Upper Midwest Environmental Sciences Center
Bioavailability of sediment-associated mercury to Hexagenia mayflies in a contaminated floodplain river
Naimo, T. J., Wiener, J. G., Cope, W. G., and Bloom, N. S., 2000, Bioavailability of sediment-associated mercury to Hexagenia mayflies in a contaminated floodplain river: Canadian Journal of Fisheries and Aquatic Sciences, v. 57, no. 5, p. 1092-1102.
We examined the bioavailability of mercury in sediments from the contaminated Sudbury River (Massachusetts, U.S.A.). Mayfly nymphs (Hexagenia) were exposed in four 21-day bioaccumulation tests to contaminated and reference sediments (treatments) from reservoirs, flowing reaches, palustrine wetlands, and a riverine lake. Mean total mercury (Σ Hg) ranged from 880 to 22 059 ng·g dry weight-1 in contaminated sediments and from 90 to 272 ng·g-1 in reference sediments. Mean final concentrations of methyl mercury (MeHg) in test water were greatest (8-47 ng Hg·L-1) in treatments with contaminated wetland sediments, which had mean Σ Hg ranging from 1200 to 2562 ng·g-1. In mayflies, final mean concentrations of MeHg were highest in treatments with contaminated wetland sediments (122-183 ng Hg·g-1), intermediate in treatments with contaminated sediments from reservoirs, flowing reaches, and a riverine lake (75-127 ng Hg·g-1), and lowest in treatments with reference sediments (32-41 ng Hg·g-1). We conclude that the potential entry of MeHg into the benthic food chain was greater in contaminated palustrine wetlands than in the contaminated reservoirs, which had the most contaminated sediments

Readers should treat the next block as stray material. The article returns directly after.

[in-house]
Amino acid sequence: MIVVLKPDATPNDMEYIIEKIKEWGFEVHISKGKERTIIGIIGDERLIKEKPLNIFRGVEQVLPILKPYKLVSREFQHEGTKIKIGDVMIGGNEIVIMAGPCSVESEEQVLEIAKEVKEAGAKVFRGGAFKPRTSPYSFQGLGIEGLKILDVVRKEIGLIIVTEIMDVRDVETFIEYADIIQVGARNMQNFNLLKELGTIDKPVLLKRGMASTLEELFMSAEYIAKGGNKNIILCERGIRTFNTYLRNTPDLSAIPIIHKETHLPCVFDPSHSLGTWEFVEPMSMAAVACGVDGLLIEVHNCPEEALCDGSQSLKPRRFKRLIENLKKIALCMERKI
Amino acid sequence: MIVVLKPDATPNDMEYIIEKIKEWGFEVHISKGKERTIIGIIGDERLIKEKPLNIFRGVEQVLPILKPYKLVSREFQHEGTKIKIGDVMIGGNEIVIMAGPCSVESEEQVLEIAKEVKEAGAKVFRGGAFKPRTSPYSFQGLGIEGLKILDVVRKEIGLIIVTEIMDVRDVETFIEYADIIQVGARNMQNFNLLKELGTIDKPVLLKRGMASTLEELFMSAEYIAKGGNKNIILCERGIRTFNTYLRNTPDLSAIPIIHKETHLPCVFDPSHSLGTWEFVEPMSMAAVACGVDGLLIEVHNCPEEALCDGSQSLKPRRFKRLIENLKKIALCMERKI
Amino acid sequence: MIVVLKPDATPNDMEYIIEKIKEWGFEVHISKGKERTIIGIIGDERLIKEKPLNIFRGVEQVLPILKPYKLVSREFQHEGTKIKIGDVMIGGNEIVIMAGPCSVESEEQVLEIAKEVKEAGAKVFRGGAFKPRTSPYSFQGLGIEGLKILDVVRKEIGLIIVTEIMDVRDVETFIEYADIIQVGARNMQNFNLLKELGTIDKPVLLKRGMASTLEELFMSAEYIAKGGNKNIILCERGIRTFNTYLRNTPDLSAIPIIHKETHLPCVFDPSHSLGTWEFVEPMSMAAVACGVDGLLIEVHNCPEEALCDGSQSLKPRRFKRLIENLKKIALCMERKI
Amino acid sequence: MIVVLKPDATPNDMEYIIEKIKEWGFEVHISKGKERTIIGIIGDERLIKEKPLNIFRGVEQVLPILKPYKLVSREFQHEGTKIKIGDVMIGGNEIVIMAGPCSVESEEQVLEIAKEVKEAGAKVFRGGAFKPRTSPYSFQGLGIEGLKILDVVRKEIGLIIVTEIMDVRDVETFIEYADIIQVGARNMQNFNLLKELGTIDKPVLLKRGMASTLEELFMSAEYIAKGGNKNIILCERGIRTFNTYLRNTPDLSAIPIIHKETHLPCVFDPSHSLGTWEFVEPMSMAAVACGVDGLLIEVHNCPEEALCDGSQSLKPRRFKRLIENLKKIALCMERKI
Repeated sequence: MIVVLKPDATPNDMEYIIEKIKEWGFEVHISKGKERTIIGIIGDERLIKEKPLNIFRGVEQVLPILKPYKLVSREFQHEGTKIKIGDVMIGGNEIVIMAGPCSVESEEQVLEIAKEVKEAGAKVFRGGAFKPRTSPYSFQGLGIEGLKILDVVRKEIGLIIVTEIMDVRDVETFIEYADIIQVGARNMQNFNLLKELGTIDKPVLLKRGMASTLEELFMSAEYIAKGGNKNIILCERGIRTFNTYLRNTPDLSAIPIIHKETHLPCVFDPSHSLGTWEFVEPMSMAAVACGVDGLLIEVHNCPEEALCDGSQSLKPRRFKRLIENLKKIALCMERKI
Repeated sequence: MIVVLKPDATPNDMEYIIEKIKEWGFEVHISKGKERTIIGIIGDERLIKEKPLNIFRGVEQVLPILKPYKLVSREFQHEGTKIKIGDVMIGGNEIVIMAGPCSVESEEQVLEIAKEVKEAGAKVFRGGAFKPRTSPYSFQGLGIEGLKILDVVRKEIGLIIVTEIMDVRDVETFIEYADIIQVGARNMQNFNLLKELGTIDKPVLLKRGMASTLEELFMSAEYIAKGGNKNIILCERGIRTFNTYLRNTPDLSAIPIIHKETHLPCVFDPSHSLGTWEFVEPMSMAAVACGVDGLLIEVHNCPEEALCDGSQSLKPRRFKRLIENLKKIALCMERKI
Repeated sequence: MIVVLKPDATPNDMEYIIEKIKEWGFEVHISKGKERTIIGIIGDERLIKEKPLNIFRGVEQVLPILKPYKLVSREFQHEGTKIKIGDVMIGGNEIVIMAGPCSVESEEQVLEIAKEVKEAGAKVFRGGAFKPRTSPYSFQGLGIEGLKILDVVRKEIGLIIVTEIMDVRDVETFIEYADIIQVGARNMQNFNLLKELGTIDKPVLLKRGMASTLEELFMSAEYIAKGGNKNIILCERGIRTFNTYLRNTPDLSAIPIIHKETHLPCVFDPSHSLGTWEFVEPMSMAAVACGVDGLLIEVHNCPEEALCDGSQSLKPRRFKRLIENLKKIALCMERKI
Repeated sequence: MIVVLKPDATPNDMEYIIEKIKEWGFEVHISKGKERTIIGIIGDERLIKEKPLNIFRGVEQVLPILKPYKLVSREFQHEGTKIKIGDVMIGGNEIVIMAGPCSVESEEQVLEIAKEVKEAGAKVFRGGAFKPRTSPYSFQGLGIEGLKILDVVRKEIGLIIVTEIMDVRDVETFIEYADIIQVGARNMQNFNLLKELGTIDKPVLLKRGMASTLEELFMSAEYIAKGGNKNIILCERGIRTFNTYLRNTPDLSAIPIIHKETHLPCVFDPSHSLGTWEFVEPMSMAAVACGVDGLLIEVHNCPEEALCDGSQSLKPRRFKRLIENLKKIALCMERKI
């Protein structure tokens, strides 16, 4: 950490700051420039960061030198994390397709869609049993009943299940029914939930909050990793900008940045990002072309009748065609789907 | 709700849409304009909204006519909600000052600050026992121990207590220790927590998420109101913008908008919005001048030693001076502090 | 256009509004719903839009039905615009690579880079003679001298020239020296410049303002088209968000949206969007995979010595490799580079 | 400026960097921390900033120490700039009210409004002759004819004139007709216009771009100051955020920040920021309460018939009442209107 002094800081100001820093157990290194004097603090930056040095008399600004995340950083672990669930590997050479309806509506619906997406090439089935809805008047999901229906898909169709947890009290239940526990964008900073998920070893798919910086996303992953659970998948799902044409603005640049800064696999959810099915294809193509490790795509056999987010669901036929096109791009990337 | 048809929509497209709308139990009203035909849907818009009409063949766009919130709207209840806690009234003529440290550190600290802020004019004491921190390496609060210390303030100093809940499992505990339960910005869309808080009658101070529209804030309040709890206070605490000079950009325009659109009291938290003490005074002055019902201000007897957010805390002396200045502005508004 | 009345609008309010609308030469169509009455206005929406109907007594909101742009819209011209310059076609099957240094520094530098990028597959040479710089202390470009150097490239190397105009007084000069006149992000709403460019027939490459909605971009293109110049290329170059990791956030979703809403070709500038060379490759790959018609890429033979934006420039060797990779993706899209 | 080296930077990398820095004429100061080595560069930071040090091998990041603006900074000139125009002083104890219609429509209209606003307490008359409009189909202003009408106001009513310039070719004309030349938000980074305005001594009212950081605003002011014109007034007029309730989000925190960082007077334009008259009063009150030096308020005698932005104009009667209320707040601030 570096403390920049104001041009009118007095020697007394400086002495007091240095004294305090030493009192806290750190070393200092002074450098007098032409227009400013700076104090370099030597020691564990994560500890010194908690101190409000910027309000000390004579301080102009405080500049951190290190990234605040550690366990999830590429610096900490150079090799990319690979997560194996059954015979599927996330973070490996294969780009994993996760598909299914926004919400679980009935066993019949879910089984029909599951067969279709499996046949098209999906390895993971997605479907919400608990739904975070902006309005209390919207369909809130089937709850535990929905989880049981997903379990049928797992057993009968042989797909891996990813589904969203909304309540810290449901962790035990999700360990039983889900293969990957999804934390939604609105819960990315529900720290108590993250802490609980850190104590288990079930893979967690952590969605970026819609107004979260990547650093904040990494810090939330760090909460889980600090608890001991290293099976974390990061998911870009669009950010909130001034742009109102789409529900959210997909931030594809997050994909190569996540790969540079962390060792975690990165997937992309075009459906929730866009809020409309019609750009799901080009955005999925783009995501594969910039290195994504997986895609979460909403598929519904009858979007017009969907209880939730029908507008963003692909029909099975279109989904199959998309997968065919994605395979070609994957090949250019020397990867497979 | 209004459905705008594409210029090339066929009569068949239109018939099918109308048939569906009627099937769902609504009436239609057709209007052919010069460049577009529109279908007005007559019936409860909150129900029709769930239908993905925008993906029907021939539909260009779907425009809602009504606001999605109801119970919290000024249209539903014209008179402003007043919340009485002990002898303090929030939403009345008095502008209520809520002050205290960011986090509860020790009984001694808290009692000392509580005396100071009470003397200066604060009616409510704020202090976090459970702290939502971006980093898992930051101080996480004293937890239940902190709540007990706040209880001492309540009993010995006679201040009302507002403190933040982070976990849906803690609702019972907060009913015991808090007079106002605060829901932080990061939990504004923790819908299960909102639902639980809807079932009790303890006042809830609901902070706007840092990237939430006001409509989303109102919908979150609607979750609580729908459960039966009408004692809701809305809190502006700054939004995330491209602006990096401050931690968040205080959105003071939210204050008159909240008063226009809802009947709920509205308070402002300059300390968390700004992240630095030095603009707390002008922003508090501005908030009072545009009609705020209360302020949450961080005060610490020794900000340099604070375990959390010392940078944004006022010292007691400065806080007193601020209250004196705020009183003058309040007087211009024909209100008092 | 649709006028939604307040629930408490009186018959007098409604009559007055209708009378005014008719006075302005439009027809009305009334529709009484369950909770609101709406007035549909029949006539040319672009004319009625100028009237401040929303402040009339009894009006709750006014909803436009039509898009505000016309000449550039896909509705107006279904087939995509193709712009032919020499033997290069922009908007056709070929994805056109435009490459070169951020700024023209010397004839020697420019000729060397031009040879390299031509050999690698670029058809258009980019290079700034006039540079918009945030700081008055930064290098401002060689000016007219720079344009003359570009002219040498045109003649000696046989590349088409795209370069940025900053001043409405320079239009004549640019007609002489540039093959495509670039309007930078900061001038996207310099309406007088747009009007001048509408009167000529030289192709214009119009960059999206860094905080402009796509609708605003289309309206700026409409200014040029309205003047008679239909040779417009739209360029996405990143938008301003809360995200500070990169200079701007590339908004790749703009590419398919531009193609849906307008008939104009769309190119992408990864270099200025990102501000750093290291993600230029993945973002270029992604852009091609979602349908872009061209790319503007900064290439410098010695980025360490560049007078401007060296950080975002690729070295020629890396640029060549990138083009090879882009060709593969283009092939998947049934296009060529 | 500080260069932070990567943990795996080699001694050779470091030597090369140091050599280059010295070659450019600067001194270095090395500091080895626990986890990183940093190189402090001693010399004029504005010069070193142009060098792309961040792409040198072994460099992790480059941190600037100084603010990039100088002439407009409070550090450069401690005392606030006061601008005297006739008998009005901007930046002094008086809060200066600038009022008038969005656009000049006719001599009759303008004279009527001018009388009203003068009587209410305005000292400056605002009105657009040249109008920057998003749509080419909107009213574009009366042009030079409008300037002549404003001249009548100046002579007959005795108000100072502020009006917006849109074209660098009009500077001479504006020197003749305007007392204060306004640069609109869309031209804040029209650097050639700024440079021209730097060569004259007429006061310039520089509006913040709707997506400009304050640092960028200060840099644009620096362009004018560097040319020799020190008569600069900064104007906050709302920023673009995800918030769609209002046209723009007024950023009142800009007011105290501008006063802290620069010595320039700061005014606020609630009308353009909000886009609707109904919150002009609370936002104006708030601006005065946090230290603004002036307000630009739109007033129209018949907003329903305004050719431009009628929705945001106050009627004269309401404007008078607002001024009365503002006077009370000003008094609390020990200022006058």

Atomic fluorescence detection, methyl mercury, water column, experimental reservoir, rigida ephemeroptera, gas-chromatography, nymphs Hexagenia, aquatic insects, methylmercury, temperature